A Taste Of Mexico In Manila
The history of the Philippines is unique as many countries have conquered the Philippines at one time or another. Chinese, Spanish, American and Japanese influences are all noticeable in the halo-halo culture of the Philippines. The country’s relationship which often goes unnoticed in the Philippines however, is Mexico. Last month I had the opportunity to have a number of encounters with Mexican culture and see the intertwining relationship the two countries have.
The history between Mexico and the Philippines starts all the way back in 1565 which was the birth of the Manila Galleons. This route and these ships carry many names such as Galeón de Manila, Kalakalang Galyon ng Maynila at Acapulco and Manila Acapulco Galleons. The ships were Spanish trading ships that followed the unique route of sailing north from Mexico to the 38th parallel north, off the east coast of Japan, before catching the eastward-blowing winds carrying goods from the East (mostly Chinese) to the Americas and on their return trip carried silver among other items. The route also carried a relationship between the two places in the form of a cultural exchange that shaped the identities and culture of the countries involved. This trade route lasted for about 250 years until 1815 because of the break out of the Mexican Independence War.
I recently stumbled upon the San Augustin Museum and had a lovely visit admiring the dioramas and history of the Manila Galleons. The museum also tells a story of Catholicism in the Philippines, which is a remarkable feat. You will find art and antiquities not only from the Philippines but also Spain, Mexico, Singapore, and China. I highly recommend a visit if you are interested in history and beautiful architecture.
Beyond the museums and history I have also been able to enjoy delicious Mexican food in Manila- FINALLY. Manila does so many things exceptionally well but in my opinion, Mexican food has not generally been one of them. This California girl does not want ‘fusion’, I want good ole unadulterated Mexican food. The less fancy, the better.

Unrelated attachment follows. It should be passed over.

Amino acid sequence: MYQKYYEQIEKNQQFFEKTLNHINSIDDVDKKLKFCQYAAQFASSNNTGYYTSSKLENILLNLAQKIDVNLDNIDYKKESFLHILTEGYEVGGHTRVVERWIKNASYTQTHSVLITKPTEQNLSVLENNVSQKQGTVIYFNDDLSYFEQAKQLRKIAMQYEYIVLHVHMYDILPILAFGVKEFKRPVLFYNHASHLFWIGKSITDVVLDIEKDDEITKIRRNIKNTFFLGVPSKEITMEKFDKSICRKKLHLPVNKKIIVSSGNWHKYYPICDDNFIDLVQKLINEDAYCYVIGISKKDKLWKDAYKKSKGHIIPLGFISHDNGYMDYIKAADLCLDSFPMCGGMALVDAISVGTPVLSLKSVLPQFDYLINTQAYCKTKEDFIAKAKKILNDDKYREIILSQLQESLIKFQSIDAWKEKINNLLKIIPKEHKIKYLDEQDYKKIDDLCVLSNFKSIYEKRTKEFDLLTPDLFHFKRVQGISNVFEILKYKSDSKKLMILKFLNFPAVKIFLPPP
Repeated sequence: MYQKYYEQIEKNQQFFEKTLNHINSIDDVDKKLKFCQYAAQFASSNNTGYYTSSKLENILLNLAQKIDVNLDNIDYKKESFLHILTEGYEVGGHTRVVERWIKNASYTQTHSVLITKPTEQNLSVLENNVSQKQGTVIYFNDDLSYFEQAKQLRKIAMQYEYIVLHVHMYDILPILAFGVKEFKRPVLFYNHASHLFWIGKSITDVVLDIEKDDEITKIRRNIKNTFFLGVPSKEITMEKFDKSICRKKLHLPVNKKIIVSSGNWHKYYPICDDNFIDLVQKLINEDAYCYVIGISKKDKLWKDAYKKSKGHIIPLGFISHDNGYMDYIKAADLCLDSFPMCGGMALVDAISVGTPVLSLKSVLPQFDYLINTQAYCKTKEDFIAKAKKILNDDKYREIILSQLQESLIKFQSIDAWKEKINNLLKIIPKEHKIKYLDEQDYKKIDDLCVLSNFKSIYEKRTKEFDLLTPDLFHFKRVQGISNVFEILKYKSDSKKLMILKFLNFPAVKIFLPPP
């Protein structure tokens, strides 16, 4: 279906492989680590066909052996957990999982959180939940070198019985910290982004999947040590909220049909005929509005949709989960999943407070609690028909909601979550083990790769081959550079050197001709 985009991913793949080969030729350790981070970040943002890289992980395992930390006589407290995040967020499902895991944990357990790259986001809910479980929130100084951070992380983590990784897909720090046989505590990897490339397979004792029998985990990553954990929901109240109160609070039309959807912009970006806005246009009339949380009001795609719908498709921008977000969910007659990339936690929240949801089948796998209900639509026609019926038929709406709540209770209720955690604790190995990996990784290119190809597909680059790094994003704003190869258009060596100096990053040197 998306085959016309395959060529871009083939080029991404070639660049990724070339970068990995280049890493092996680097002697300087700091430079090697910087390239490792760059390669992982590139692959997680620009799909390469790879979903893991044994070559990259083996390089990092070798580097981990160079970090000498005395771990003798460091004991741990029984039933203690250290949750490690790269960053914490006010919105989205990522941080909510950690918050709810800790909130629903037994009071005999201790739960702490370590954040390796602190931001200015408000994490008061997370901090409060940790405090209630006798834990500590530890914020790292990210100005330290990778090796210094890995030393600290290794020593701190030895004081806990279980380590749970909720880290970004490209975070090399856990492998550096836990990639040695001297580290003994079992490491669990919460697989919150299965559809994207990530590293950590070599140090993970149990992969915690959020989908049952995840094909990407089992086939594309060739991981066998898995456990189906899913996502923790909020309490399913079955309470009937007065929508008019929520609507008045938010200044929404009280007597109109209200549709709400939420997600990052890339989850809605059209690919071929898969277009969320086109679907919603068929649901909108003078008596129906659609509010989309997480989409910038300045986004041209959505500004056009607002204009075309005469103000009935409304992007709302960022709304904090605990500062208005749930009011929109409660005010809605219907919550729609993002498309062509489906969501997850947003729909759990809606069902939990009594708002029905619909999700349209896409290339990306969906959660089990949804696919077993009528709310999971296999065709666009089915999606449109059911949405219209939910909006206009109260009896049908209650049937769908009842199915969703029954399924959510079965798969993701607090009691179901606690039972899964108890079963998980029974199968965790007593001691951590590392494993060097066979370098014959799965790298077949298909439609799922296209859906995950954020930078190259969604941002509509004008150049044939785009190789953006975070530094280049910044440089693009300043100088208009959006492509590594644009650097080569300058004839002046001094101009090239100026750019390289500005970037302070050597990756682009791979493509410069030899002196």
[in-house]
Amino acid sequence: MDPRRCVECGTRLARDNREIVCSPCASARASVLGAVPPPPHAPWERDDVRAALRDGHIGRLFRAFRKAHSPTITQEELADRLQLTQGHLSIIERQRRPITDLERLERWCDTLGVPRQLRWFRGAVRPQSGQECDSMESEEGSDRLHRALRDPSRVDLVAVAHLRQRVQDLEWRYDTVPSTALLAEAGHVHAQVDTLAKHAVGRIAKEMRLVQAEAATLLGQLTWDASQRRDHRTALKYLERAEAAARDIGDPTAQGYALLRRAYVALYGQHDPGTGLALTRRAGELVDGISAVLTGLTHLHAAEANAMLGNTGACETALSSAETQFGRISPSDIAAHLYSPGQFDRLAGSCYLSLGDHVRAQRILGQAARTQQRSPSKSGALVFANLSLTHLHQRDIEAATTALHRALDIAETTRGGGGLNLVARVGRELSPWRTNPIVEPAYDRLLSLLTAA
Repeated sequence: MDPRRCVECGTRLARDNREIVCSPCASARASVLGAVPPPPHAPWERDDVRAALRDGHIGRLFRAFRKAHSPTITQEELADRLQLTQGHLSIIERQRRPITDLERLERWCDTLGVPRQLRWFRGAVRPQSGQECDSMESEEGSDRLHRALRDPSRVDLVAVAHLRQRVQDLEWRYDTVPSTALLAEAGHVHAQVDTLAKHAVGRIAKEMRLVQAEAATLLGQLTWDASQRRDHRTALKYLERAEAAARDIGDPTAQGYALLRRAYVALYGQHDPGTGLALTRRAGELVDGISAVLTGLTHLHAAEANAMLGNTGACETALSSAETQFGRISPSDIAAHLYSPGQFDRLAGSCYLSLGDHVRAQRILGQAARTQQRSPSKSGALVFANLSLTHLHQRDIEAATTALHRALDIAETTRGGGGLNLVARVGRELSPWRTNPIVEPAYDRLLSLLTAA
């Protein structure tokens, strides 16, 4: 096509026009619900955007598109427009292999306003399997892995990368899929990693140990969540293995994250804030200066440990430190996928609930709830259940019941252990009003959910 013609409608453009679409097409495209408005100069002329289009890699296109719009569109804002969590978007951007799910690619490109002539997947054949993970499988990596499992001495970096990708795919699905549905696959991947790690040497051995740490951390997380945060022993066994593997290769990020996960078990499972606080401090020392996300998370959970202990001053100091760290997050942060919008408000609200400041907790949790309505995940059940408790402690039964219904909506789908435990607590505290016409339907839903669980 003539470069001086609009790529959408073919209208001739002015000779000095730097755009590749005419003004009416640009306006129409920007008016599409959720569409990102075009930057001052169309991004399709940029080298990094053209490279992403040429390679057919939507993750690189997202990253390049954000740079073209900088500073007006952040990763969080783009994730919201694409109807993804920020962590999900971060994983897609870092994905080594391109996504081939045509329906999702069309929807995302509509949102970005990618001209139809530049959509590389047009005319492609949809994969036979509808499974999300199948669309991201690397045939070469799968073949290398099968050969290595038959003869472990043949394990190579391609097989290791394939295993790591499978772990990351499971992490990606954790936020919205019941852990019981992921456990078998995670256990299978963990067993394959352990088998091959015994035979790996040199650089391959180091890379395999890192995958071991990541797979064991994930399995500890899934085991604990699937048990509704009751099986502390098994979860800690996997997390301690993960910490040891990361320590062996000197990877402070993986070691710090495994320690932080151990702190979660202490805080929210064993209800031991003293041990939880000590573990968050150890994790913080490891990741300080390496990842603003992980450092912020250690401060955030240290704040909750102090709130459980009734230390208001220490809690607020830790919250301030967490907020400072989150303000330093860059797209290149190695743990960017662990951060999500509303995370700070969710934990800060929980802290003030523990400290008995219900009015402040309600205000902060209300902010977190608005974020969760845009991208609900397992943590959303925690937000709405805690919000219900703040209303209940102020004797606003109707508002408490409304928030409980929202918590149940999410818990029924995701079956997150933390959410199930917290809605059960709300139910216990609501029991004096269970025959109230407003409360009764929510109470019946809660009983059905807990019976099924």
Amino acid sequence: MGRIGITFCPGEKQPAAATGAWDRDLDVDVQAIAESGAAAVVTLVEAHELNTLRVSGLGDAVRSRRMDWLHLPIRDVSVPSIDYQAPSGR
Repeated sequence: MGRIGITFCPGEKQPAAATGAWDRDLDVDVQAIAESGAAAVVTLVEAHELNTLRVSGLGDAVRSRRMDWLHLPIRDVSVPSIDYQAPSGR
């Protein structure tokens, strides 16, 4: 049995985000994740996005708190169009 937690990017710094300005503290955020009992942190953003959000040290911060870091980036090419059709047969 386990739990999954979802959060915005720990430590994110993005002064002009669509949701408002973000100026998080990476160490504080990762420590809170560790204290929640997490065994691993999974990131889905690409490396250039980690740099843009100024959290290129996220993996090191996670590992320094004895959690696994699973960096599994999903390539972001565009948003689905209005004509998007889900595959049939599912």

Hacienda has been a favorite over the last year and they recently had a visiting menu tasting that I was able to be a part of. (Manila, you are so good to me!) The dedicated owners of Hacienda brought Top Chef Canada winner, Chef Elia Herrera, to create a masterpiece for us Manileños. It was a highlight of 2019!
You know a restaurant is good when the priest from Mexico is sitting across from you.
I was fortunate enough to sit next to two lovely individuals from Mexico City during the lunch. I have had a fascination with Mexico City the last few years and went full fledge obsessed after recently finishing This Is Mexico City. It was such luck to sit next to my new friends (they had no choice in the matter, ha!) because I was able to dine with them again during the Mexican Embassy’s Cinco De Mayo celebration at Raffles Makati. The Embassy of Mexico brought Chef Jose Carlos Redon to Manila to prepare special menus for the festivity’s events. You should read up on Chef JC Redon as he is a true culinary hero. He is passionate about farming, food trucks and sustaining the indigenous pre-Spanish colonial Mexican cuisine. Chapuline, native Mexican crickets, are his focus at the moment and I was able to eat a chapuline + guacamole taco during the lunch, I surprised even myself.
Manila, you are city with deep roots and a vast culture that blankets far more than just one. Thank you for being so good to us and we promise to learn more about you so we can appreciate you (especially your food.)
For delicious food and updates on new menus and specials follow Hacienda on FB.
For cultural events and involvement with the Embassy of Mexico Manila follow them on FB. They have many cultural events throughout the year that you do not want to miss out on.
Another group to follow is the Damas Latinas, the Latin women’s group of Manila. Their food activities and dances are impressive I have heard.